Ecology of sessile animals on sublittoral hard substrata: The need to measure variation


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This paper concerns assemblages of sessile animals occupying shaded, commonly vertical hard substrata in the shallow subtidal zone. We are interested particularly in questions about the coexistence of species and about what influences their joint dynamics. We propose a conceptual model which focuses on variation in characteristics such as birth and death rates, competitive interactions and dispersal. We argue that, qualitatively, this model appears to be a satisfactory representation of the important characteristics of certain sessile assemblages. Further, we suggest that it may explain the coexistence of a large number of ecologically similar species in assemblages that appear in a sense ‘stable’ (but where assemblages at different sites differ in detail). There is support for this assertion from formal theoretical work on simpler versions of the model. It is not sufficient merely to argue that the model seems satisfactory or plausible, so we finally consider what kind of data is needed for the further development and testing of this kind of model.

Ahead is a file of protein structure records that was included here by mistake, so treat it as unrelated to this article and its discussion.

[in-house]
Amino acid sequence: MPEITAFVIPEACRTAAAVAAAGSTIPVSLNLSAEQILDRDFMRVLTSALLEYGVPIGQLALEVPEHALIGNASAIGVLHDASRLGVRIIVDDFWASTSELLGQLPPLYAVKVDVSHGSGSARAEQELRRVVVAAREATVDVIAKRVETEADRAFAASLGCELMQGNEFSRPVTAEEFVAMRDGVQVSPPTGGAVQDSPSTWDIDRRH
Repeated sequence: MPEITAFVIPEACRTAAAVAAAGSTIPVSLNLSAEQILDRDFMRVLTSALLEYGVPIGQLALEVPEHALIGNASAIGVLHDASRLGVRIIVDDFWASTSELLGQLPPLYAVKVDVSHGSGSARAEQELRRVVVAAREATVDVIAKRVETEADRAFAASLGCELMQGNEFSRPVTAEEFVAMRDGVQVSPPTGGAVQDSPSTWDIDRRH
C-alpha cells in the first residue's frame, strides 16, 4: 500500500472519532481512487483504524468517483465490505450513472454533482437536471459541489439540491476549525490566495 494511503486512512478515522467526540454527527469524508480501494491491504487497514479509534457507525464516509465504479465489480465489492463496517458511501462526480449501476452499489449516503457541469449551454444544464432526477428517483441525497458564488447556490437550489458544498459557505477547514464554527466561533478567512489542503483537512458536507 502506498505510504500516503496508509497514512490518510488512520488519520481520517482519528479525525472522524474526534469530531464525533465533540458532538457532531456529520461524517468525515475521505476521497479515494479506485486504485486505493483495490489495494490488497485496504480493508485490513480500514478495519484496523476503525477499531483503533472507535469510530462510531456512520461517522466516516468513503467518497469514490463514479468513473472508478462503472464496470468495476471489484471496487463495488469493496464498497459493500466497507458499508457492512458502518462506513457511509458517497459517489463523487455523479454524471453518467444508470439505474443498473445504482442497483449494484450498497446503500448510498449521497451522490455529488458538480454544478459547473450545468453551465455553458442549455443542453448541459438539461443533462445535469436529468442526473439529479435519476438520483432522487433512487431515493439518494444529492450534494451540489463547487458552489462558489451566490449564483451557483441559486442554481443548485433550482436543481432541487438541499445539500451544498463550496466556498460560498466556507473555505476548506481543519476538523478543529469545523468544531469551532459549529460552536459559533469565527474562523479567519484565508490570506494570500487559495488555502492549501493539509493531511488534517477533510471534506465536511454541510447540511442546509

Original languageEnglish (US)
Pages (from-to)521-531
Number of pages11
JournalAustralian Journal of Ecology
Issue number4
StatePublished - Dec 1990

ASJC Scopus subject areas

  • Ecology, Evolution, Behavior and Systematics
  • Agricultural and Biological Sciences(all)
  • Plant Science


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